By the time you read this, the amazing series of events leading up to Christmas will be just about finished. No, not the last-minute shopping, or the mad rush to finish wrapping presents, buying food and drink supplies, etc. I mean the many projects, initiatives and events that are the work of so many volunteers in our North Grenville community, all designed to make sure that no individual or family is left out this Christmas. Food, toys and supplies of all kinds have been donated, collected, sorted and delivered in astonishing amounts this year – possibly more than in any year before.
It is almost a cliché to say that this is a caring community: it is a fact that is proved again and again, and not just at Christmas. But, somehow, this season brings out the best in people, the generosity, the caring and the willingness to put oneself out for the sake of others. When you think about the Mountain of Toys, the Sally Ann Kettle Campaign volunteers, the mind-boggling $35,000 worth of food collected through the Fill-a-Bag Campaign, initiatives by Rotary, Kinsmen, and just about every church congregation in North Grenville, and many more that can go unnoticed, it’s hard to see where people find time to do their regular work, shopping, and recreation!
There is something about this time of year, the Christmas season, that is different. People act differently, they respond to the idea that we need to be caring and generous, that family and friends are important parts of life, and that people without those things need to be included somehow. Some call this “the true spirit of Christmas”, but what is that? There are two versions of the holiday in competition with each other, especially over the past couple of decades.
One is the traditional, what may be called the “religious” view – CHRISTmas, complete with carols and hymns about the birth of Jesus, Wise Men, mangers and nativity scenes. This makes sense: after all, what is Christmas but the celebration of Jesus’ birth? It doesn’t really matter that December 25 was just a handy pagan holiday lifted by the Catholic Church as a date to adopt for the occasion. The fact of the birth of Jesus, the way in which that event completely changed the world, for believers and non-believers alike, makes it one of the most significant events in history. We have even changed how we calculate time to mark it. Whether you call it 2017 A.D. (Anno Domini, “the year of the Lord”), or 2017 C.E. (Christian or Common Era), makes no difference either. He is at the centre of history.
Christmas is a specifically Christian event, but open to all to enjoy. Over many years, it has been almost overwhelmed by secular additions: rather like a Christmas tree being almost hidden by lights, tinsel and various baubles. We have added Santa Claus, holly, reindeer, decorations, even Christmas trees, but the reason for the season is still the same. So, what is the true spirit of Christmas? It is celebration, joy to the world, gift-giving and a desire for peace for all.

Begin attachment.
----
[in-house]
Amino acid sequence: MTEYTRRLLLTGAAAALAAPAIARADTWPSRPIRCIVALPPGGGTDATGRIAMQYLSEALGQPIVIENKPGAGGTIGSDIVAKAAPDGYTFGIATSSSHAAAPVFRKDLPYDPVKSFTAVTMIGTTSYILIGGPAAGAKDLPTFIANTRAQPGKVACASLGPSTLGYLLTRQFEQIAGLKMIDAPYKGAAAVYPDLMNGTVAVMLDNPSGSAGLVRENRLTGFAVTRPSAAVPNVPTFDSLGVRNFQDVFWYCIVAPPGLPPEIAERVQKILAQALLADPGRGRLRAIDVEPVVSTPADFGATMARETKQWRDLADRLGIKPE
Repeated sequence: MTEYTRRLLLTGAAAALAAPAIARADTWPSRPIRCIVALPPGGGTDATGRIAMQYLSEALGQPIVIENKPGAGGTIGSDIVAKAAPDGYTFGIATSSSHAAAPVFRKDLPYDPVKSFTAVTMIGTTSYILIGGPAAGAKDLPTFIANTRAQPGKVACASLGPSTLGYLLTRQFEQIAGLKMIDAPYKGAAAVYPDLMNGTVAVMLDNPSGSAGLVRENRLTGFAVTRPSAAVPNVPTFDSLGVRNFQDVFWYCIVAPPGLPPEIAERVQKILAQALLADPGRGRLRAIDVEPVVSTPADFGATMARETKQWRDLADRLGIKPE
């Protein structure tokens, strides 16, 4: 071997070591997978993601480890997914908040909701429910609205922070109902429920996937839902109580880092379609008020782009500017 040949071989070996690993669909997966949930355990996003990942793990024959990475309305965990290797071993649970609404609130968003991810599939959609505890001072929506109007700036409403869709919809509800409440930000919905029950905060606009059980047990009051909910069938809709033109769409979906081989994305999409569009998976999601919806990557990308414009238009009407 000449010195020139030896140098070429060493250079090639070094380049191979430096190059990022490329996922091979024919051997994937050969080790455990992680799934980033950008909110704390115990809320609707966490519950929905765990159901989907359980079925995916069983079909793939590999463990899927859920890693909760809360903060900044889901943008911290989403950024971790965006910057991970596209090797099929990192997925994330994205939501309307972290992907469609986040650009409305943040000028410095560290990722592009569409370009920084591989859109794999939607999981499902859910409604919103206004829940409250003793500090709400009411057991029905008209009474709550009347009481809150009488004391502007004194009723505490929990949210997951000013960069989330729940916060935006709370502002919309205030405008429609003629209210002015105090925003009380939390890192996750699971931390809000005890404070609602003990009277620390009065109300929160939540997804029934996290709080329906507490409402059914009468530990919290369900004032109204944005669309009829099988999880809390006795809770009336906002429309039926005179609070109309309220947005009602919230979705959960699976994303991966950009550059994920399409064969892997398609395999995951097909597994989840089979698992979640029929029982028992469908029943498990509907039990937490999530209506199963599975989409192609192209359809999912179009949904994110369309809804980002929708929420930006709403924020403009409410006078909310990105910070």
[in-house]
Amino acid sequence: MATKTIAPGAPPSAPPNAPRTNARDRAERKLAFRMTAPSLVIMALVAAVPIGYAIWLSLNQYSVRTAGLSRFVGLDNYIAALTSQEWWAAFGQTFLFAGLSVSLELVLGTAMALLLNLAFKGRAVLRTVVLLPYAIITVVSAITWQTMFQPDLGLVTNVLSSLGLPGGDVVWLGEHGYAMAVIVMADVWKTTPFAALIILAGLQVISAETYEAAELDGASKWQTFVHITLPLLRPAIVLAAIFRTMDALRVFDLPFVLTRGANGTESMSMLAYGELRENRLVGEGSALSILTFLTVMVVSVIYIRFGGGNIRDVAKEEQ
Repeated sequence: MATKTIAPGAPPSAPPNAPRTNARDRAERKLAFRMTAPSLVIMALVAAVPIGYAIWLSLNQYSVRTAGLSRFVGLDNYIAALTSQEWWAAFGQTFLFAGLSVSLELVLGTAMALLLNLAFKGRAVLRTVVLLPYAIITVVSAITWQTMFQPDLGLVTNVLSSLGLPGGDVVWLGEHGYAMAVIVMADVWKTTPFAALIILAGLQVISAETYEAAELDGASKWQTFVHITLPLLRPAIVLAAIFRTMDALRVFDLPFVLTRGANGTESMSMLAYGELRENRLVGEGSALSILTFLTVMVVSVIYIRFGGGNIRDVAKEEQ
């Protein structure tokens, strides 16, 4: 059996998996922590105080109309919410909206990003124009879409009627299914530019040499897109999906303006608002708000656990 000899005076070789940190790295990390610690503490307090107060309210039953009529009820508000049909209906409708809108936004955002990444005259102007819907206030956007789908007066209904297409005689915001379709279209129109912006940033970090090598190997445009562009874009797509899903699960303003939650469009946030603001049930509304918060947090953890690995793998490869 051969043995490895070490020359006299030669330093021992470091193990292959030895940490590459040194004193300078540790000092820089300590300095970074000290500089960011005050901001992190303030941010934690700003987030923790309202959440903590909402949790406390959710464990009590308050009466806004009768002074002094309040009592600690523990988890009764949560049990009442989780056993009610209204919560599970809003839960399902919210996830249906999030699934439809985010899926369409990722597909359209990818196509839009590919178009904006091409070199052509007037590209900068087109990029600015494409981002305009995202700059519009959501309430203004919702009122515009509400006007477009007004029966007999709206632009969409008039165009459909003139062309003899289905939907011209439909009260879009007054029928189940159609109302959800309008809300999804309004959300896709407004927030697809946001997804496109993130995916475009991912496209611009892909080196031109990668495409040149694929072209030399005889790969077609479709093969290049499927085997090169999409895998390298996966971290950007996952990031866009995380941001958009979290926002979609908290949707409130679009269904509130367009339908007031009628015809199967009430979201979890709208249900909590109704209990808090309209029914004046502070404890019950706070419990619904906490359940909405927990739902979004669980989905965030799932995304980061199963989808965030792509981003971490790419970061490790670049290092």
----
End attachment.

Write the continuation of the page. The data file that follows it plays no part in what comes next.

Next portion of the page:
The competing tradition wants to remove all the “religious” elements from the Holidays (as some like to call Christmas, forgetting that the world “holiday” comes from the words “holy day”, not much of an improvement for the non-religious). Those promoting this approach to Christmas want to replace Christ with an X, as in Xmas (again, forgetting that the “mas” part comes from the word “Mass”, as in “Christ’s Mass”, which comes from the Old English). That just seems silly, really. What sense does it make to try and pretend that this festive season has nothing to do with religion, Jesus, or the supernatural?
I am often forced to wonder why people react so badly to the idea of Jesus, religion, and all of that kind of thing, especially at Christmas. Even if you don’t believe that Jesus is God, even if you reject any spiritual reality at all, what did he do to annoy people so much that they want to remove him from such a joyful celebration of peace, generosity and goodwill? At the very least, here was a man who told people they should love one another, even their enemies. That they should forgive hurts, do good, care for the sick, the hungry, the poor, the young and the old. Aside from a period when he was very young, he never left his homeland, held no political position, worked most of his life as a carpenter, and lived such a life that even his opponents could find no genuine charge to lay against him.
And yet, they killed him. Strange world, isn’t it? Terrorism, wars, murders of schoolchildren, the destruction of the planet… Yes, given all that, let’s enjoy these few days of warmth, peace, generosity and caring in our community. We have so much to be grateful for (to whomever you wish to be grateful), so much to value and appreciate in our friends, family and neighbours. Wouldn’t it be wonderful if we could carry that into 2017 and throughout the coming year? For now, let’s be thankful for the reason for the season, and remember that wise men still seek him.
From everyone at the North Grenville Times: Happy Christmas to you and yours.